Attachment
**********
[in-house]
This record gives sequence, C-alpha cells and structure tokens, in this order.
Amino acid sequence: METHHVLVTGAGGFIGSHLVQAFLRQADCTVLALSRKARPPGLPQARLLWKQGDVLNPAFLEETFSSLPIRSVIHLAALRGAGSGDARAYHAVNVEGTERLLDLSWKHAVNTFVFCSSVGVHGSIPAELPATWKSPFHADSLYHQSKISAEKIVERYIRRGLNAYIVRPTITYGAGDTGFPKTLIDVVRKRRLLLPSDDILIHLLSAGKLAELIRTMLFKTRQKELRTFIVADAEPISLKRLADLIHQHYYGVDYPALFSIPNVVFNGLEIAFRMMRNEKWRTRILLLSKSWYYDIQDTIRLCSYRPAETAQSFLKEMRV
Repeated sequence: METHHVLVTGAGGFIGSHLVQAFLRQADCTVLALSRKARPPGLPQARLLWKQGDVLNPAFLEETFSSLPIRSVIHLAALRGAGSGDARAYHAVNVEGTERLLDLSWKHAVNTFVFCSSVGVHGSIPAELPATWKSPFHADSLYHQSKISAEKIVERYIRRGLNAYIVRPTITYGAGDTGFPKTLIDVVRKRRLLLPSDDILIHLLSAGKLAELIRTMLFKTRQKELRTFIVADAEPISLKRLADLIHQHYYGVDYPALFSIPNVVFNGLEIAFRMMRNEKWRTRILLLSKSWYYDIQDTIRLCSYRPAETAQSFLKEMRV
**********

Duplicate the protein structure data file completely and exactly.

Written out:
[in-house]
This record gives sequence, C-alpha cells and structure tokens, in this order.
Amino acid sequence: METHHVLVTGAGGFIGSHLVQAFLRQADCTVLALSRKARPPGLPQARLLWKQGDVLNPAFLEETFSSLPIRSVIHLAALRGAGSGDARAYHAVNVEGTERLLDLSWKHAVNTFVFCSSVGVHGSIPAELPATWKSPFHADSLYHQSKISAEKIVERYIRRGLNAYIVRPTITYGAGDTGFPKTLIDVVRKRRLLLPSDDILIHLLSAGKLAELIRTMLFKTRQKELRTFIVADAEPISLKRLADLIHQHYYGVDYPALFSIPNVVFNGLEIAFRMMRNEKWRTRILLLSKSWYYDIQDTIRLCSYRPAETAQSFLKEMRV
Repeated sequence: METHHVLVTGAGGFIGSHLVQAFLRQADCTVLALSRKARPPGLPQARLLWKQGDVLNPAFLEETFSSLPIRSVIHLAALRGAGSGDARAYHAVNVEGTERLLDLSWKHAVNTFVFCSSVGVHGSIPAELPATWKSPFHADSLYHQSKISAEKIVERYIRRGLNAYIVRPTITYGAGDTGFPKTLIDVVRKRRLLLPSDDILIHLLSAGKLAELIRTMLFKTRQKELRTFIVADAEPISLKRLADLIHQHYYGVDYPALFSIPNVVFNGLEIAFRMMRNEKWRTRILLLSKSWYYDIQDTIRLCSYRPAETAQSFLKEMRV